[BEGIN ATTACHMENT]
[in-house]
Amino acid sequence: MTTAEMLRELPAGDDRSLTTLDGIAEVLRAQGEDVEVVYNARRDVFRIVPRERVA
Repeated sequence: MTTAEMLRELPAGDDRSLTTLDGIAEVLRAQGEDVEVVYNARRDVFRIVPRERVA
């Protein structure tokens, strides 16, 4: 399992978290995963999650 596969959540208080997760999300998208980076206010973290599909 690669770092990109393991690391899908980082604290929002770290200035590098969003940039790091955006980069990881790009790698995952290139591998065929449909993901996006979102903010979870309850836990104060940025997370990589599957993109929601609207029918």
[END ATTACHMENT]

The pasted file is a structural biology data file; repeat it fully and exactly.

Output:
[in-house]
Amino acid sequence: MTTAEMLRELPAGDDRSLTTLDGIAEVLRAQGEDVEVVYNARRDVFRIVPRERVA
Repeated sequence: MTTAEMLRELPAGDDRSLTTLDGIAEVLRAQGEDVEVVYNARRDVFRIVPRERVA
């Protein structure tokens, strides 16, 4: 399992978290995963999650 596969959540208080997760999300998208980076206010973290599909 690669770092990109393991690391899908980082604290929002770290200035590098969003940039790091955006980069990881790009790698995952290139591998065929449909993901996006979102903010979870309850836990104060940025997370990589599957993109929601609207029918």